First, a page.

FREDERICTON (GNB) – Students on the Eel Ground and Esgenoôpetitj First Nations will have the opportunity to explore welding through Mind over Metal Camps this summer.

“We know that participation in the trades, art, science and technology significantly impacts the development of competencies such as innovation, creativity and critical thinking,” said Education and Early Childhood Development Minister Brian Kenny. “That is why improving access and exposure to trades is a key objective of your government’s 10-year education plans.”

The department’s Office of First Nation Education has partnered with the CWB Welding Foundation to offer the camps. The foundation is a registered charity that supports the Canadian welding industry by increasing public safety awareness and addressing national imbalances or shortages of skilled tradespeople.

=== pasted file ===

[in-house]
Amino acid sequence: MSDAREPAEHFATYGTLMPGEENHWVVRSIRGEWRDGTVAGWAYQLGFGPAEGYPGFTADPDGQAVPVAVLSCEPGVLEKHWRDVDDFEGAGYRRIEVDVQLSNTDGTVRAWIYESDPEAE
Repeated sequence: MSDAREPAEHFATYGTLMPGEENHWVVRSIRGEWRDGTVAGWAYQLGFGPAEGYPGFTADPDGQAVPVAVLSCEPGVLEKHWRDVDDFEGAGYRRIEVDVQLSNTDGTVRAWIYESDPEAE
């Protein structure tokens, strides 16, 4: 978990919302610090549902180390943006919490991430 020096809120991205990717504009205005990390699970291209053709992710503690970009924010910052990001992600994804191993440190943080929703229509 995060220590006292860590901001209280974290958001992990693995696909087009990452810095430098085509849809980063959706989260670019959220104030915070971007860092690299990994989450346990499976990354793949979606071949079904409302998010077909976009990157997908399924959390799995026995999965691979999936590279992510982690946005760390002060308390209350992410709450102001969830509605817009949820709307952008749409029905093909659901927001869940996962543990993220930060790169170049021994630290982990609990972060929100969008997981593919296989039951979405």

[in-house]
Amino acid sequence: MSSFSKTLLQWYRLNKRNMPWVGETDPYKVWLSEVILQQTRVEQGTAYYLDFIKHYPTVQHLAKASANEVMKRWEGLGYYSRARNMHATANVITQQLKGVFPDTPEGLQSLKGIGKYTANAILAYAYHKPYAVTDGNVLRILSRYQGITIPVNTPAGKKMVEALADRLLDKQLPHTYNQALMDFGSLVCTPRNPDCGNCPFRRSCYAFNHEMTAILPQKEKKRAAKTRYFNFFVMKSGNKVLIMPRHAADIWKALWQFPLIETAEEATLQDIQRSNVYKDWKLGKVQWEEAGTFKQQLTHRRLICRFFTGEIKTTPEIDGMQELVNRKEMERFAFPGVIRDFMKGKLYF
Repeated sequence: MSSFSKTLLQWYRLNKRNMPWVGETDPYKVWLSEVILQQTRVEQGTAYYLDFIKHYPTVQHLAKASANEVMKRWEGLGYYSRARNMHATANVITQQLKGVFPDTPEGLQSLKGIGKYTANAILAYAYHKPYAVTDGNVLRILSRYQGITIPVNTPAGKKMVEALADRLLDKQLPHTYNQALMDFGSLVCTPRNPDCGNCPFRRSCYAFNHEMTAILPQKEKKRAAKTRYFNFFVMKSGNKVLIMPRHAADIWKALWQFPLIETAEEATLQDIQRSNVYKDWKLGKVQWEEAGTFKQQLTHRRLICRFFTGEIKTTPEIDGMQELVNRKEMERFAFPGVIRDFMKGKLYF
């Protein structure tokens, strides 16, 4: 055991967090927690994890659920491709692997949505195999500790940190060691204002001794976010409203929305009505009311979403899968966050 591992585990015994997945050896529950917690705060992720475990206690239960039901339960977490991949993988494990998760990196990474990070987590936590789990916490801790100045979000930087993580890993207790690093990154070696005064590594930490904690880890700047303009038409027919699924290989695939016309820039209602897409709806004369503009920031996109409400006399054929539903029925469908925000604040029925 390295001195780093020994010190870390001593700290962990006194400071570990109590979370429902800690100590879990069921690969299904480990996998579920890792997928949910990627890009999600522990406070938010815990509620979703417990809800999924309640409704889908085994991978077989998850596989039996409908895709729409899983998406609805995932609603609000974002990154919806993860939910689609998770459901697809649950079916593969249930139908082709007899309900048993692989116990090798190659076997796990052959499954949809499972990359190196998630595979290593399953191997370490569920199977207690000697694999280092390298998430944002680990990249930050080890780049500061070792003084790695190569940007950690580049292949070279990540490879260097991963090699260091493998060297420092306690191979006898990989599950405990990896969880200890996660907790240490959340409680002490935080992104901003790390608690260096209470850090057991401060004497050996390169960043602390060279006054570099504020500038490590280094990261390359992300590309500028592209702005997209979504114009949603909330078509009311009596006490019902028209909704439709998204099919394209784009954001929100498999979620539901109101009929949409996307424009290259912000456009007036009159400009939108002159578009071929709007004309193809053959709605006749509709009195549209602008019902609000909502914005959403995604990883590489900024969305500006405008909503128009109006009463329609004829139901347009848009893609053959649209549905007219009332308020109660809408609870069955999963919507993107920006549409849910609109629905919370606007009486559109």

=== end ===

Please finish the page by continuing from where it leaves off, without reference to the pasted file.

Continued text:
“The CWB Welding Foundation is excited for the Mind Over Metal Camps taking place in the Natoaganeg (Eel Ground) and Esgenoôpetitj communities,” said the foundation’s acting executive director, Andrew Bartlett. “Through our partnership with the Department of Education and Early Childhood Development, we have been able to fund new equipment in the two community facilities hosting these camps. We are thrilled to offer these camps to two Indigenous communities in New Brunswick and inspire youth to pursue careers in welding.”

Communities will choose about 25 students, aged 12 to 15, to attend the camps where they will learn basic welding and fabrication skills, along with safety.

This is the first time that a Mind over Metal welding camp has been offered on a First Nation in New Brunswick.

The government’s 10-year education plans aim to improve educational outcomes and better prepare young people for the future. They set objectives in priority areas to create lifelong learners, support educational leaders and bring stability to the system.